Make your own: J. Sheekey’s Fish Pie

I have a book title stuck in my head right now. It’s Oh, the Places You’ll Go. Except, right now, it’s Oh, the Places You Won’t Go. And when you’ve been shielding most of the year and nothing feels that safe, there are lots of those. We have cautiously been going out, mostly because we want there to be a world left when this is all over and if any thing needs supporting right now, it is very much the hospitality business. And, hopefully soon, theatre. Yet, at the same time, there is a limit to the support that we can offer. I’ve had no paying work, or barely any, since April and the autumn is looking dreadful. So, though I’d like to go to all of my favourites, returning to them is somewhat on hold. However, I can still wave a flag for them, and encourage others to give them support or, if the restaurant is out of reach, suggest great cookbooks to buy (from bookshops or Hive please; the Omnicorp doesn’t need your money) so, even if you can’t eat out, you can still eat the food (and support the business).

Which is why I have come back to the blog today, to shout about a) J. Sheekey’s excellent cookbook and b) its wonderful fish pie. I often don’t like restaurant cookbooks, because they can be unreliable, especially if they are written by chefs who never use a domestic kitchen. And yet I also love some, for allowing me access to wondrous dishes that I can’t always afford to eat in. This fish pie is a case in point. I tend not to order it in the restaurant, because there is always a whole crab taking precedence, or a beautifully cooked piece of halibut on special (I am resisting the urge to add a reference to Life of Brian here…) and yet it always sounds perfect. And when I browsed the book, and saw that the recipe was quite straightforward, it seemed a very good reason to buy it.

Fish pie is a faff and usually involves three steps: mash, sauce and poaching the fish so you are at three pans before you get to the pie dish. I like this recipe because the fish gets added to the sauce, raw, and is not cooked separately. It’s still a two-pan plus pie dish recipe, but I promise you it is worth it. The sauce is a wonder. I’ve made it several times and, though the recipe specifies three types of fish, I usually only use two. I’d suggest you always need something smoked (so haddock or even mackerel) then after that, either a white fish like hake or cod and/or salmon. If you have all three, fab, but it’s delicious with just two. The only unusual ingredient, in 2020, is white pepper; remember that? I don’t think I’ve used it in anything in years whereas, once upon a time, it was the only one available. Does anyone else think it smells like a farmyard? It is somehow perfectly old-fashioned in this.

One day I’ll be back in the restaurant, sitting at the bar cracking a crab claw or two; for now I’ll make this and be grateful I can afford the ingredients.

J. Sheekey’s Perfect Fish Pie (their name but they’re not wrong)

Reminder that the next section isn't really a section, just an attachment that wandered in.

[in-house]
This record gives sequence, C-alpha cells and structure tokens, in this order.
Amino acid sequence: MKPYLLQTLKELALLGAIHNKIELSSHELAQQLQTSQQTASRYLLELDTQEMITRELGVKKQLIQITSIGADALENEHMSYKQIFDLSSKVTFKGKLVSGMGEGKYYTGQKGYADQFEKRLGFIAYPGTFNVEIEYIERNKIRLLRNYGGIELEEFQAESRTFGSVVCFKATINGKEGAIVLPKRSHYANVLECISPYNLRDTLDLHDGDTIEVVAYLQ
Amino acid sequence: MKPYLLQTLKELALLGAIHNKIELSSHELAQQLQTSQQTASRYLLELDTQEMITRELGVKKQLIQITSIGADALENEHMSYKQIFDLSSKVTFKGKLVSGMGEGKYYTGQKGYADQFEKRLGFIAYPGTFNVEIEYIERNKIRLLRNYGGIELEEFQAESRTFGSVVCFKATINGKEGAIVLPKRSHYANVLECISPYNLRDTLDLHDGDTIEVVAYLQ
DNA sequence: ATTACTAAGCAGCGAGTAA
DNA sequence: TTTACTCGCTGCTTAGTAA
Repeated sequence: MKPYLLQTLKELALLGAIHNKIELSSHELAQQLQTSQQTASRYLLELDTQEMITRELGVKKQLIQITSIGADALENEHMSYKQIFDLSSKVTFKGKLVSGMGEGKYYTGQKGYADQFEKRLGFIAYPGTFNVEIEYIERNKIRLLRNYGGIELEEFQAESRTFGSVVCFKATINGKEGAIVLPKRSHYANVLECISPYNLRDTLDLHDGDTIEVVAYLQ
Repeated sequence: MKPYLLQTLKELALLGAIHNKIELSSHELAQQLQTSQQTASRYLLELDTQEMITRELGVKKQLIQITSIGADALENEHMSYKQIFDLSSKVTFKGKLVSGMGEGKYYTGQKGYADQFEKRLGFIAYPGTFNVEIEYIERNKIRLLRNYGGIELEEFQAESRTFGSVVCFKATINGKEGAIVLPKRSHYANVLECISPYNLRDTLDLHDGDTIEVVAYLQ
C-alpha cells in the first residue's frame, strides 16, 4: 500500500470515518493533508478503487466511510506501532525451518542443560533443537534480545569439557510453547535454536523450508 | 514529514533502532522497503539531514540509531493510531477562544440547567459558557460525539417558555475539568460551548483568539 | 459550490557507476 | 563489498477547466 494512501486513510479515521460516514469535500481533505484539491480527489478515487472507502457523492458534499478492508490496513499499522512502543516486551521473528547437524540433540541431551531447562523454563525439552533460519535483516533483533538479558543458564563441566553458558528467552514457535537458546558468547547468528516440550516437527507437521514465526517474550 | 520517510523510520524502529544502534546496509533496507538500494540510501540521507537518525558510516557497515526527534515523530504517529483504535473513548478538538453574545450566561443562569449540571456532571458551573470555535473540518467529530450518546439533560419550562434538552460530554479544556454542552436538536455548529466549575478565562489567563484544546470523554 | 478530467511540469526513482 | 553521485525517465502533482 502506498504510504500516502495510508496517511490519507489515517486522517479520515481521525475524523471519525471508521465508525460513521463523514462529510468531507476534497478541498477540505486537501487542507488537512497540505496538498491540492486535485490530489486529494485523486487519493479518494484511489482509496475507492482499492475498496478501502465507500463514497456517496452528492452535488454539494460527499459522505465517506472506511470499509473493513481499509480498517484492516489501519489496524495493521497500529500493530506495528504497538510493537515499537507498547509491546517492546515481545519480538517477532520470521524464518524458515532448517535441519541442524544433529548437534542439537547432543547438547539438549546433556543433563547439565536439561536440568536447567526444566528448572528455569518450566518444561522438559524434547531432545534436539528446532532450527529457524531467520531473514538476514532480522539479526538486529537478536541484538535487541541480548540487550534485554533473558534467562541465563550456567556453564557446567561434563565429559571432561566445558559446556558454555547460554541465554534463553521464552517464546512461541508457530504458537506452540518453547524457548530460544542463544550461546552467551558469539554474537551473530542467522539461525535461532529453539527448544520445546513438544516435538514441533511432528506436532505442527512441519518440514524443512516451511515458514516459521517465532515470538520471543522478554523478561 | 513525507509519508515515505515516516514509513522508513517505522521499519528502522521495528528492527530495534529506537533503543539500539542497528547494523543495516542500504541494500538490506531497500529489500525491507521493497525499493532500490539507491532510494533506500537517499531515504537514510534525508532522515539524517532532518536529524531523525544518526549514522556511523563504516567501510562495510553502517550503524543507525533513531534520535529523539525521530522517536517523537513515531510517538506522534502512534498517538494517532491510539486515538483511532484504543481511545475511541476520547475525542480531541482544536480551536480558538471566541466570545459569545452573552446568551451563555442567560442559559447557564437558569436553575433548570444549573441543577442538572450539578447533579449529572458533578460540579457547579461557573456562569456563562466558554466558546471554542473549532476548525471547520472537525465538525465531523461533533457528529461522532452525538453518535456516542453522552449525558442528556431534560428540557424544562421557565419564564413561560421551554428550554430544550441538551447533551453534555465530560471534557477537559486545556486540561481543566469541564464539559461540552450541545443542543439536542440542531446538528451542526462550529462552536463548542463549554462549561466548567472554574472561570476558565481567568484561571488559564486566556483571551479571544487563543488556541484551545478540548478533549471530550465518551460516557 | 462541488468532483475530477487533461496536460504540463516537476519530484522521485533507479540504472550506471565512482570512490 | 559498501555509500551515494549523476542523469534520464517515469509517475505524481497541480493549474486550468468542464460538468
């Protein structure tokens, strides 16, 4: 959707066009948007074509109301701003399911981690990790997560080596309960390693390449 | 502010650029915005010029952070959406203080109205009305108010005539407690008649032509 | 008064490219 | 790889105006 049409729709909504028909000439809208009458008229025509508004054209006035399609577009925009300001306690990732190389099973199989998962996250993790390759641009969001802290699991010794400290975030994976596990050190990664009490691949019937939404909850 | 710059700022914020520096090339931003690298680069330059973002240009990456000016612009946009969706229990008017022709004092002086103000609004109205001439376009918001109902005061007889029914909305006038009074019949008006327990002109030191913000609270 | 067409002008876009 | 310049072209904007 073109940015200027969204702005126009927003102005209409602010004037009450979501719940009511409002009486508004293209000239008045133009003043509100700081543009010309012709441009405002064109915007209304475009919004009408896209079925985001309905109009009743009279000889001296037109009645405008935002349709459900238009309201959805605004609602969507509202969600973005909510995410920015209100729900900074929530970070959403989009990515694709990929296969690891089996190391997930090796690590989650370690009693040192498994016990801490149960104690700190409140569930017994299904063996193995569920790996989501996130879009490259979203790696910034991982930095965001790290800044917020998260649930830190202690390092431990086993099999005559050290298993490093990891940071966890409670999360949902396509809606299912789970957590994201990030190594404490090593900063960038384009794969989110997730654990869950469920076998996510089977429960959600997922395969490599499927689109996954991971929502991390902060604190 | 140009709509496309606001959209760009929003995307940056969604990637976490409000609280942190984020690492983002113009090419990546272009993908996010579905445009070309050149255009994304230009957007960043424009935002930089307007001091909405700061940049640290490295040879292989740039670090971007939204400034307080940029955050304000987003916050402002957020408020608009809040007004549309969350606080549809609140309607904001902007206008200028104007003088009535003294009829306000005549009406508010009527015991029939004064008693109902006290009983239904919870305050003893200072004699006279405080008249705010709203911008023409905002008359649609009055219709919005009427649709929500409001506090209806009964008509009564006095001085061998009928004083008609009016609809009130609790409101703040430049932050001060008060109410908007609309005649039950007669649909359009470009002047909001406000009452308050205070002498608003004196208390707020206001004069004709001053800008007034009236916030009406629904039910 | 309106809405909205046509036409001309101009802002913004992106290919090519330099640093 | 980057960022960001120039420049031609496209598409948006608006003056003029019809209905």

Cupboard (or things you may already have)
floury potatoes (they recommend King Edwards), 1kg
unsalted butter, 100g
plain flour, 50g
white wine, 125ml (once upon a time I’d have put this on a shopping list but, after 2020, I’m considering it a cupboard essential…)
fish stock, 500ml (cube or fresh or water/a mix of water and milk works too; I’ve used all three and, though the stock is marginally better I’ve not noticed a big difference)
mustard, 1 tablespoon (they say English; I tend to have, and therefore use, Dijon)
Worcestershire sauce, 1 teaspoon
milk, 50ml
breadcrumbs, 20g (again, they say fresh white but I use what I have which is usually homemade brown ones)
sea salt

Shopping list
600g fish (equal parts white + smoked + salmon fillet, or just equal parts of two of them; see above)
anchovy essence, ½ teaspoon or use a couple of fillets from a tin
lemon (you only need half)
flat-leaf parsley, ½ small bunch (roughly a large handful)
double cream, 90ml
Parmesan, 10g
freshly ground white pepper

How to
1. Peel and cube the potatoes (the smaller the pieces, the quicker the cooking time) then cook until tender. Drain, steam-dry briefly then mash and leave to one side for now. Skin the fish if needed, then chop into bite-sized cubes. Chop the anchovy fillets too, if using, juice the lemon half and chop the parsley.

2. Make the sauce. Melt 50g of the butter in a saucepan, then stir in the flour. Cook this mixture for a few minutes, until it looks dry then stir in the wine bit by bit followed by the stock. Bring to the boil, simmer for 15 minutes then stir in the mustard, Worcestershire sauce, anchovy essence or fillets, lemon juice, chopped parsley and cream. Season to taste.

3. Stir the fish into the sauce and pour the mixture into a large pie dish, deep enough to hold the sauce and a layer of mash on top of it. Leave to cool (this stops the potato sinking into the sauce…).

4. Preheat the oven to 190°C/170°C fan/gas mark 5 and, while the sauce is cooling mix the remaining 50g butter and the milk into the mashed potato, until smooth and soft. I find a little cream doesn’t go amiss but you don’t want it too wet. Season to taste.

5. Layer the mash little by little over the top of the cold sauce, until the fish is completely covered, then bake for 30 minutes. Whilst it bakes grate the Parmesan.

6. Remove the pie from the oven, sprinkle with the breadcrumbs and cheese then bake for another 10 minutes or so, until bubbling and golden. Serve with something green, like salad or steamed spinach.

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